2. Aqueous zinc-ion batteries (AZIBs) are promising candidates for large-scale electrical energy storage due to the inexpensive, safe, and non-toxic nature of zinc. One key area that requires further development is electrode materials that store Zn 2+ ions with high reversibility and fast kinetics. To determine the viability of low-cost organosulfur compounds as OEMs for AZIBs, we investigate how structural modification affects electrochemical performance in Zn-thiolate complexes 1 and 2. Remarkably, modification of one thiolate in 1 to sulfide in 2 reduces the voltage hysteresis from 1.04 V to 0.15 V. While 1 exhibits negligible specific capacity due to the formation of insulating DMcT polymers, 2 delivers a capacity of 107 mA h g −1 with a primary discharge plateau at 1.1 V vs. Zn 2+ /Zn. Spectroscopic studies of 2 suggest a Zn 2+ and H + co-insertion mechanism with Zn 2+ as the predominant charge carrier. Capacity fading in Zn-2 cells likely results from the formation of (i) soluble H + insertion products and (ii) non-redox-active side products. Increasing electrolyte concentration and using a Nafion membrane significantly enhances the stability of 2 by suppressing H + insertion. Our findings provide insight into the molecular design strategies to reduce themore »polarization potential and improve the cycling stability of the thiolate/disulfide redox couple in aqueous battery systems.« less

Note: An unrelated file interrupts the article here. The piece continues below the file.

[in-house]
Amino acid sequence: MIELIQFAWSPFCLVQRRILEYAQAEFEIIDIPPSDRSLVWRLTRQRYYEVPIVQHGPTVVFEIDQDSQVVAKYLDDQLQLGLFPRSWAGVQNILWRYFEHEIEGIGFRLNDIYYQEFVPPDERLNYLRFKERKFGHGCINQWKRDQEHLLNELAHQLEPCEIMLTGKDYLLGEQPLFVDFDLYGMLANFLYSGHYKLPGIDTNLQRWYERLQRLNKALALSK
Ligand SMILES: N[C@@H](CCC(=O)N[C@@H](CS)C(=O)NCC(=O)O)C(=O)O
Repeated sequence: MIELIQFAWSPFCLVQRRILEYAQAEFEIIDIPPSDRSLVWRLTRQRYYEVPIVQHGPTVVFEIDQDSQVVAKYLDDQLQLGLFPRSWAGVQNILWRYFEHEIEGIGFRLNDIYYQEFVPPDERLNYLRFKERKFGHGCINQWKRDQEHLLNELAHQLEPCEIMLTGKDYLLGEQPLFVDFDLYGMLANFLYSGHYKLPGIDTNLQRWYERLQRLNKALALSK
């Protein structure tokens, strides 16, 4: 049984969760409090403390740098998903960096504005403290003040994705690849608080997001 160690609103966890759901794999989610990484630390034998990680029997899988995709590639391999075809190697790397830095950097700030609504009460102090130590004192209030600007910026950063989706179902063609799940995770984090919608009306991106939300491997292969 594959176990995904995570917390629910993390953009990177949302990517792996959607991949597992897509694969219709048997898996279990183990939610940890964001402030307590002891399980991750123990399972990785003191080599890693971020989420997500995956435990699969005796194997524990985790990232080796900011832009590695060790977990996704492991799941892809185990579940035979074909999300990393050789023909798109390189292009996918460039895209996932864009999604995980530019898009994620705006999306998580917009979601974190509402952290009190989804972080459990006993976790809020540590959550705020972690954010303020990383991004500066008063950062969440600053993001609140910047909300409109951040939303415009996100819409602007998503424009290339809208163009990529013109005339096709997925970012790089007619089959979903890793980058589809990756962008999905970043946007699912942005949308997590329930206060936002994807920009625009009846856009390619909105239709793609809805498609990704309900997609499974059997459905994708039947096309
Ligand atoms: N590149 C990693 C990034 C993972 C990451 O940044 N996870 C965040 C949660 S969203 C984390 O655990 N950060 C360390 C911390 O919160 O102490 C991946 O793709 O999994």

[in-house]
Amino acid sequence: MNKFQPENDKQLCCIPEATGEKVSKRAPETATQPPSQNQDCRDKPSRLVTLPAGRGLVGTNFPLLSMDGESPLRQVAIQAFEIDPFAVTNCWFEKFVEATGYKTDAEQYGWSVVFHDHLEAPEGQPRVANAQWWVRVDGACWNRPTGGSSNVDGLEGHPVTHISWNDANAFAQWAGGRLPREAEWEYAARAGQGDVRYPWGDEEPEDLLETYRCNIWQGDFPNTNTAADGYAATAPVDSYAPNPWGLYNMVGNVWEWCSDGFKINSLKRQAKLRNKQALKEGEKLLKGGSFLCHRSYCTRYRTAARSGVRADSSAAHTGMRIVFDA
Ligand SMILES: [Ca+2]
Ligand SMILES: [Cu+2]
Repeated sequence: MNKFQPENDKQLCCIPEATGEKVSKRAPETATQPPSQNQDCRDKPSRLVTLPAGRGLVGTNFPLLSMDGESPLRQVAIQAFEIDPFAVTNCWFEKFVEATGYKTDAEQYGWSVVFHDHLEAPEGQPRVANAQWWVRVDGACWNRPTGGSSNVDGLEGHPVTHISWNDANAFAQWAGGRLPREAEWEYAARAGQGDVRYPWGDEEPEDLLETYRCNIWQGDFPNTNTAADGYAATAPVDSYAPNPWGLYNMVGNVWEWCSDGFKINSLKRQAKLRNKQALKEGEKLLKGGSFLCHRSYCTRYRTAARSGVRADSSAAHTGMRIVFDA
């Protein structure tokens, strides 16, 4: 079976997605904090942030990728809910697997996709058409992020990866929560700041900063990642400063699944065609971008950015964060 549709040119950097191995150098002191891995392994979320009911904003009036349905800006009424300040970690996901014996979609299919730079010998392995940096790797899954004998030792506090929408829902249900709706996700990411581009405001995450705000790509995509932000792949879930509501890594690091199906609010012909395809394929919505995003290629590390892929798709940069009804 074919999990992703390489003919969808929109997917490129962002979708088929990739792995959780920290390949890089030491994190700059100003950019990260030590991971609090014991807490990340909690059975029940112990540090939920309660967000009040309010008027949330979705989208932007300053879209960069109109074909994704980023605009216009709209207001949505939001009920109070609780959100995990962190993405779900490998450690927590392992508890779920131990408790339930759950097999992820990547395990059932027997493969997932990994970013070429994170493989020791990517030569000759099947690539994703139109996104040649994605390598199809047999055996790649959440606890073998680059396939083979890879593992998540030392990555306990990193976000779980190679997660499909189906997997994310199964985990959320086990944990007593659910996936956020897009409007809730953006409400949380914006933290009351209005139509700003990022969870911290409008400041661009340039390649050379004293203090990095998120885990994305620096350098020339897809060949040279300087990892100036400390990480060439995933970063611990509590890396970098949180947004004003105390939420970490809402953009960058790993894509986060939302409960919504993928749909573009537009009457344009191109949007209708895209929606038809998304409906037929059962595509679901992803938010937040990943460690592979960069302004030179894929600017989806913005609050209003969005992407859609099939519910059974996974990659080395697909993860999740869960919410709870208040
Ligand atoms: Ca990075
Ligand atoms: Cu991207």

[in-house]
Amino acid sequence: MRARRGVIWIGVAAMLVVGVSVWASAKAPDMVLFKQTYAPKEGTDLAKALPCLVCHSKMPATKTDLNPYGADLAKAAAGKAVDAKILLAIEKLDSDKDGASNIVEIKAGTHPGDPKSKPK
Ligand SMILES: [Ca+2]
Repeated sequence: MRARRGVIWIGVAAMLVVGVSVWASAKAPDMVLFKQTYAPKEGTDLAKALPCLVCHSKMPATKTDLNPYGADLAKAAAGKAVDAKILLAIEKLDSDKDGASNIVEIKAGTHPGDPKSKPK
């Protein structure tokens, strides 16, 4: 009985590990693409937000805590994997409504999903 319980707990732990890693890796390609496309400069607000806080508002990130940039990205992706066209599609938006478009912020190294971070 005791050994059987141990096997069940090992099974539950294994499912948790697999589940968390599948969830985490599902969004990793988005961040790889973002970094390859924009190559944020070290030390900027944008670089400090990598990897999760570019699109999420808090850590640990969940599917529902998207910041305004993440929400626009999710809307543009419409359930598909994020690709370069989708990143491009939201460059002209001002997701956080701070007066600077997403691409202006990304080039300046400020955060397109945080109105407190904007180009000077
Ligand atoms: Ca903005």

3. Osella, Domenico (Ed.)
    Tetrapeptides containing a Cys-Gly-Cys motif and a propensity to adopt a reverse-turn structure were synthesized to evaluate how O-, N-, H-, and aromatic π donor groups might contribute to mercury(II) complex formation. Tetrapeptides Xaa-Cys-Gly-Cys, where Xaa is glycine, glutamate, histidine, or tryptophan, were prepared and reacted with mercury(II) chloride. Their complexation with mercury(II) was studied by spectroscopic methods and computational modeling. UV-vis studies confirmed that mercury(II) binds to the cysteinyl thiolates as indicated by characteristic ligand-to-metal-charge-transfer transitions for bisthiolated S-Hg-S complexes, which correspond to 1 : 1 mercury-peptide complex formation. ESI-MS data also showed dominant 1 : 1 mercury-peptide adducts that are consistent with double deprotonations from the cysteinyl thiols to form thiolates. These complexes exhibited a strong positive circular dichroism band at 210 nm and a negative band at 193 nm, indicating that these peptides adopted a β-turn structure after binding mercury(II). Theoretical studies confirmed that optimized 1 : 1 mercury-peptide complexes adopt β-turns stabilized by intramolecular hydrogen bonds. These optimized structures also illustrate how specific N-terminal side-chain donor groups can assume intramolecular interactions and contribute to complex stability. Fluorescence quenching results provided supporting data that the indole donor group could interact with the coordinated mercury. The results from this study indicate that N-terminal side-chain residues containingmore »carboxylate, imidazole, or indole groups can participate in stabilizing dithiolated mercury(II) complexes. These structural insights on peripheral mercury-peptide interactions provide additional understanding of the chemistry of mercury(II) with side-chain donor groups in peptides.« less